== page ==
1. Unemployment is falling very fast. Since December 2012 the unemployment rate has fallen from 7.9% to 6.3%. That’s really fast, 1.6% in 16 months. By comparison, between February 1984 and April 1987 the unemployment rate fell from 7.8% to 6.3%. That’s really slow, 1.5% in 38 months. In the Clinton boom it fell from 7.8% to 6.4% in 22 months. Tyler Cowen links to a post that predicts further fast declines in unemployment. The post says the conventional wisdom is that unemployment will level off in the low 6s. But why is this the conventional wisdom? Why won’t it keep falling?
[And don't say the unemployment rate doesn't measure the actual condition of the labor market. That has no bearing on whether this (highly flawed) indicator will keep falling.]
Monthly household data is erratic—in my view the next three payroll numbers will tell us a lot about the US labor market. By the fall I’ll probably have a new view of the economy, perhaps with some mea culpas. At least if we get sub-200,000 or over 275,000 payroll numbers for the next three months.
2. It’s all about the life cycle. For years I’ve been arguing that income inequality and wealth inequality data is almost meaningless, for all sorts of reasons. One is life-cycle effects. Arnold Kling has an excellent article that discusses a recent study that shows that while only 67% of Americans own homes at the moment, 89% have purchased homes by age 55. Very few Americans go through life without being homeowners.
Recall the study that showed 73% 0f Americans are in the top 20% at some point during their lives. And Dems wonder what’s wrong with Kansas! What wrong with economists who don’t understand life-cycle effects?
3. Ashok Rao has a great post skewering the attitudes of the eurozone elite. This elite used to insist the ECB not ease policy to boost recovery because they needed to focus like a laser on 1.9% inflation. Now that inflation is only 0.6% and the ECB has announced a plan to do exactly what the elite claimed to want, you get questions like this from the centrist paper Die Zeit:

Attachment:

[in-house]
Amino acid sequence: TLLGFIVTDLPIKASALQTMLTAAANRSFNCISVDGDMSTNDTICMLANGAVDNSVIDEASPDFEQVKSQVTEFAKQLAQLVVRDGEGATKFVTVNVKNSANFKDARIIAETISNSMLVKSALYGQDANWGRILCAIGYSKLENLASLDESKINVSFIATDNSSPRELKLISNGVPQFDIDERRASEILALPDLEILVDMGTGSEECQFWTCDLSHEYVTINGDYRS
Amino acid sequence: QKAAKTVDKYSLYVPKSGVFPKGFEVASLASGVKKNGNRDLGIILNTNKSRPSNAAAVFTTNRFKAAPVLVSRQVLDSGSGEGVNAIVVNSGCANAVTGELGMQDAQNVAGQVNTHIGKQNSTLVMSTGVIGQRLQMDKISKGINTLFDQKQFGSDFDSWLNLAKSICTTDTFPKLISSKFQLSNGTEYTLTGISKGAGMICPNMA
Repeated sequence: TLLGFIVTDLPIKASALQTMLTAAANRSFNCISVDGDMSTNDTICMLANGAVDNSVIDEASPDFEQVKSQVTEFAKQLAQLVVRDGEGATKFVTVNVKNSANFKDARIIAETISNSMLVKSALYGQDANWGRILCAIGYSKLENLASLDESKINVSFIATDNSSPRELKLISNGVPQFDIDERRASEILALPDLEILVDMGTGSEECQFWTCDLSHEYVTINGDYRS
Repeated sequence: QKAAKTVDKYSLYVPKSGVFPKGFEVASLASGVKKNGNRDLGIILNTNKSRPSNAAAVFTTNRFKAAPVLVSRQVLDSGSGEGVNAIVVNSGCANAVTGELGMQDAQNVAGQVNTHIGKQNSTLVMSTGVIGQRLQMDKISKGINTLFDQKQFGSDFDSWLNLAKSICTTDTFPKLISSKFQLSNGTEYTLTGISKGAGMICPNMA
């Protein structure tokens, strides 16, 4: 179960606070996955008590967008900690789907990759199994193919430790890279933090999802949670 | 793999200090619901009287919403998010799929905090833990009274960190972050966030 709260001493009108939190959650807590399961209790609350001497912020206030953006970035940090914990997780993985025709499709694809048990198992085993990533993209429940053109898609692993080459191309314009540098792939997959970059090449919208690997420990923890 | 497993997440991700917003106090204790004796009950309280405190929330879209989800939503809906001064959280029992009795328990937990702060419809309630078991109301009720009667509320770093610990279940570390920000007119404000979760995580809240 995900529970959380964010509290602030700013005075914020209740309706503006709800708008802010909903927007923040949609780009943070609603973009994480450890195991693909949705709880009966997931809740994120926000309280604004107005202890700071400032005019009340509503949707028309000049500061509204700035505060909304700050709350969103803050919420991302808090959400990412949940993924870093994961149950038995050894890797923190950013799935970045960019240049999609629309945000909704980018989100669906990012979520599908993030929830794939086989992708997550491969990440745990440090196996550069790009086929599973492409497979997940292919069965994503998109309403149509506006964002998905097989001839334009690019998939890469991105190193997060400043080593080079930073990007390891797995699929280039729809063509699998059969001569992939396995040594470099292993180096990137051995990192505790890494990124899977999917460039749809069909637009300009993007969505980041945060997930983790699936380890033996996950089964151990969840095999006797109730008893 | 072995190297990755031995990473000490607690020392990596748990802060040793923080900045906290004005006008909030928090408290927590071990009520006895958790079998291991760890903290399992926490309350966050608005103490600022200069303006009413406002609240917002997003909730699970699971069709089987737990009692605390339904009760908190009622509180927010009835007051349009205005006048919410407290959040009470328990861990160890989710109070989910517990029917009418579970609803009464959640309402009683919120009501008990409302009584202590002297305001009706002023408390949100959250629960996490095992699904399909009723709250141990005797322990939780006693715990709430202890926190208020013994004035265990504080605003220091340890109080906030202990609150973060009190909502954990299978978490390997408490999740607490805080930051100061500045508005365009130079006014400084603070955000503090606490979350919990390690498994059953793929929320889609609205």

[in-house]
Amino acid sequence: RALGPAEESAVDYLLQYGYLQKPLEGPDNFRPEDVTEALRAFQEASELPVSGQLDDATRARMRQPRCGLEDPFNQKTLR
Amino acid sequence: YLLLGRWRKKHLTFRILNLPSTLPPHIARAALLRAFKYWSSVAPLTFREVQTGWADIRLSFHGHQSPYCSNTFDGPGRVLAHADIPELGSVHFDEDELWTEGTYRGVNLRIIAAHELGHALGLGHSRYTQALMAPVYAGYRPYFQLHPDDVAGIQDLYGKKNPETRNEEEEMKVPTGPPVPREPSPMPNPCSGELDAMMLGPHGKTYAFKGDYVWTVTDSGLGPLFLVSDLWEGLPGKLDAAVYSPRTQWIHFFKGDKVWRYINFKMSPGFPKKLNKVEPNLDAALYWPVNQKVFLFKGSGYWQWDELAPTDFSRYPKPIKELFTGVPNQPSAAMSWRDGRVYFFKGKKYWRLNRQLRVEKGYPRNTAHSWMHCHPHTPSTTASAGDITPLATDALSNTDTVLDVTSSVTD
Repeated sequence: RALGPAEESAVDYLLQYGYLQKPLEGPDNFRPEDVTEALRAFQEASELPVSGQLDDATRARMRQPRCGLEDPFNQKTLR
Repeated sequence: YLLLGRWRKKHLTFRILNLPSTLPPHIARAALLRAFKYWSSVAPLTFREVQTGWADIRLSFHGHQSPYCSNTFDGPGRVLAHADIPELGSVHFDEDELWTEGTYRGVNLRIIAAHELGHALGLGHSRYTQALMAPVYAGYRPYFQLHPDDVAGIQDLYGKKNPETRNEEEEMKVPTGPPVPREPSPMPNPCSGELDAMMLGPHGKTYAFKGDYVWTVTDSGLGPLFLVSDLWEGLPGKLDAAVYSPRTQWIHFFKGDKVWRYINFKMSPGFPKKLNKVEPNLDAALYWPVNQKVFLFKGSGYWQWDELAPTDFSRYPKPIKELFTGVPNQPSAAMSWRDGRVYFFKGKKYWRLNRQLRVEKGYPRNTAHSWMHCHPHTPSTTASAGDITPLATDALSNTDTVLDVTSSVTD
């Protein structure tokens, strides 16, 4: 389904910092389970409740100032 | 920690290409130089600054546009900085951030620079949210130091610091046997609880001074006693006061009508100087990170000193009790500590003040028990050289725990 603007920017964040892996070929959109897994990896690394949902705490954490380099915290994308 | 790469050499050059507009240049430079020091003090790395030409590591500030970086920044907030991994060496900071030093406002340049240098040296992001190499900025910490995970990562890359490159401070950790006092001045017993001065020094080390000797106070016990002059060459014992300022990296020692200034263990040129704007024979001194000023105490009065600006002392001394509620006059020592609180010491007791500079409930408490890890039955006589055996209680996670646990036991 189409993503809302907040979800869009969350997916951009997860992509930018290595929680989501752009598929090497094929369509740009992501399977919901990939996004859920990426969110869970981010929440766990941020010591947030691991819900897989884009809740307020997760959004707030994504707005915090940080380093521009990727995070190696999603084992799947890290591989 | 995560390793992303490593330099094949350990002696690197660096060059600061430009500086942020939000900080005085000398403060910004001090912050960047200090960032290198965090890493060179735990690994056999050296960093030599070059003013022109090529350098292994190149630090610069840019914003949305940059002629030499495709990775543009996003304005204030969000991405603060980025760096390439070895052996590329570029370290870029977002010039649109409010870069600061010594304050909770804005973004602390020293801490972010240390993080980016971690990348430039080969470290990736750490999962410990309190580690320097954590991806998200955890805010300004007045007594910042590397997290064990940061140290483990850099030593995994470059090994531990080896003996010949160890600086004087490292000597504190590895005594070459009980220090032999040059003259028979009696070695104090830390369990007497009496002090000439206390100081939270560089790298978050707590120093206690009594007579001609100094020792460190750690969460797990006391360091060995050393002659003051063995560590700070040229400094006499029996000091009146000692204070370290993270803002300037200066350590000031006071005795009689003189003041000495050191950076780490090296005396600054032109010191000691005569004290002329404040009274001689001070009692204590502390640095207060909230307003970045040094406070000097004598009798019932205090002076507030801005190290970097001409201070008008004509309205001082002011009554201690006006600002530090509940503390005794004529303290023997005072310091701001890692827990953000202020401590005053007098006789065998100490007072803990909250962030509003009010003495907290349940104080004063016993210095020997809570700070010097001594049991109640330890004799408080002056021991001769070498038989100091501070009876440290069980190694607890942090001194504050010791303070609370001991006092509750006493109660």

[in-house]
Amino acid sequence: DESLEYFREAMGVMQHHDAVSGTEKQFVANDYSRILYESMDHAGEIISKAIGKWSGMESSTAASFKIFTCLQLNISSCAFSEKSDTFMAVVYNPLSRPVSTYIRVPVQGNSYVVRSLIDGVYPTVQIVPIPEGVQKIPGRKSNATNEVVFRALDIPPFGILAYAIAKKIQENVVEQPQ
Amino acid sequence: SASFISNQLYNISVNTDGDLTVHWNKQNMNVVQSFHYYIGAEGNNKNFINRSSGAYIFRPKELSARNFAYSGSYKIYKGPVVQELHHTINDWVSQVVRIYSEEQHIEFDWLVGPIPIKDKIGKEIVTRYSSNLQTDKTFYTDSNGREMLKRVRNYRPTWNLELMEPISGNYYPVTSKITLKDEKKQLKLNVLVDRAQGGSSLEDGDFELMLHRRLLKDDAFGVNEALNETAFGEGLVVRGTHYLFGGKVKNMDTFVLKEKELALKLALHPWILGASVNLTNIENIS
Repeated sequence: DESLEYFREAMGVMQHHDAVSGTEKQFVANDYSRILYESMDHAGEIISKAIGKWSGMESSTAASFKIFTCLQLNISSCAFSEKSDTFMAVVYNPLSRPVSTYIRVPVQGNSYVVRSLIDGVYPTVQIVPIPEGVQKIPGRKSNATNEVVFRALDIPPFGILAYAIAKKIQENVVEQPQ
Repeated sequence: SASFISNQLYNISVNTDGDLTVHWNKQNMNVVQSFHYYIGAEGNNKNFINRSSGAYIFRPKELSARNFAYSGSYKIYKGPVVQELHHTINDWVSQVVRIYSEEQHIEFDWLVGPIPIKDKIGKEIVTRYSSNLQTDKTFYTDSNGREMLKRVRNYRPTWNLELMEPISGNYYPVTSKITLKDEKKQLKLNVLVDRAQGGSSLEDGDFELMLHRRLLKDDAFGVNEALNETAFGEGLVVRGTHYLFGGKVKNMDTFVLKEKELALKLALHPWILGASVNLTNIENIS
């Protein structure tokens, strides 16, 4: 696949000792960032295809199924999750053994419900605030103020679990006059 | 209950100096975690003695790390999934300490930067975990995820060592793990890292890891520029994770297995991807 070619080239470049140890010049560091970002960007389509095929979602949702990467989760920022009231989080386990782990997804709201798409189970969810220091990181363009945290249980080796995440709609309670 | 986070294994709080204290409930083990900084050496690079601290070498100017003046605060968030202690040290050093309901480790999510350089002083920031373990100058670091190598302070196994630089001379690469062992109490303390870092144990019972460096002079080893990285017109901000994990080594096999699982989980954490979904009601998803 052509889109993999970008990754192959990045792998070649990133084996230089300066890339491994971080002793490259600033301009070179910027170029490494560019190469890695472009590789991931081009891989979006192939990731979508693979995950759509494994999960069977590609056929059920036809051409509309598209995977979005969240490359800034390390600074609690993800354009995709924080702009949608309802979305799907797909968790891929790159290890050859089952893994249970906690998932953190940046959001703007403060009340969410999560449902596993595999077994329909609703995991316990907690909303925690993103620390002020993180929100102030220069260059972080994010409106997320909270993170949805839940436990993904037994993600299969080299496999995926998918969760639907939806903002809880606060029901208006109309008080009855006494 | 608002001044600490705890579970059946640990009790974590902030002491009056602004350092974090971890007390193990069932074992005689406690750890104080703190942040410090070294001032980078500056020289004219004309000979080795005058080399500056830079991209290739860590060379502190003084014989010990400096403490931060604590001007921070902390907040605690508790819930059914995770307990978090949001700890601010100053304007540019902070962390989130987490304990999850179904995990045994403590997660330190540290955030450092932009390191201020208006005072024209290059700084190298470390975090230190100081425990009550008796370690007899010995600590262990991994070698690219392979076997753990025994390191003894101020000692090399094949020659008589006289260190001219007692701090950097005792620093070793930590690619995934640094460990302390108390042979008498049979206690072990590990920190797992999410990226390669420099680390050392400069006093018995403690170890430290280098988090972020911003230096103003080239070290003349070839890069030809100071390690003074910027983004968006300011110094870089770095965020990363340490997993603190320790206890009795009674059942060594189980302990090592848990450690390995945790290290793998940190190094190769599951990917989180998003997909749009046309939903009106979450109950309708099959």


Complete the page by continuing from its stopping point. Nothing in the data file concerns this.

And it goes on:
Prices and wages in den crisis countries had risen far too rapidly over many years. The low rate of inflation helps companies there to regain competitiveness vis-à-vis rivals in the north. Why do you want to counter that?
The only mystery here is why the ECB official didn’t merely respond with “never reason from a price change.” I can’t believe I’ve reached the point of defending the ECB. Has it gotten that bad?
4. Lorenzo has a great post on banking instability:
Something that is very clear, is that “de-regulation” is a term empty of explanatory power. All successful six have liberalised financial markets–Australia and New Zealand, for example, were leaders in financial “de-regulation”. If someone starts trying to blame the Global Financial Crisis(GFC) on “de-regulation”, you can stop reading, they have nothing useful to say.
He also has interesting things to say on the “small is beautiful” argument for small countries.
5. In an earlier post I discussed Thomas Piketty’s claim that “all the historical data” showed that workers real wages had done poorly during the early stages of the industrial revolution. Mark Sadowski left a comment that clearly shows this is a highly contentious issue.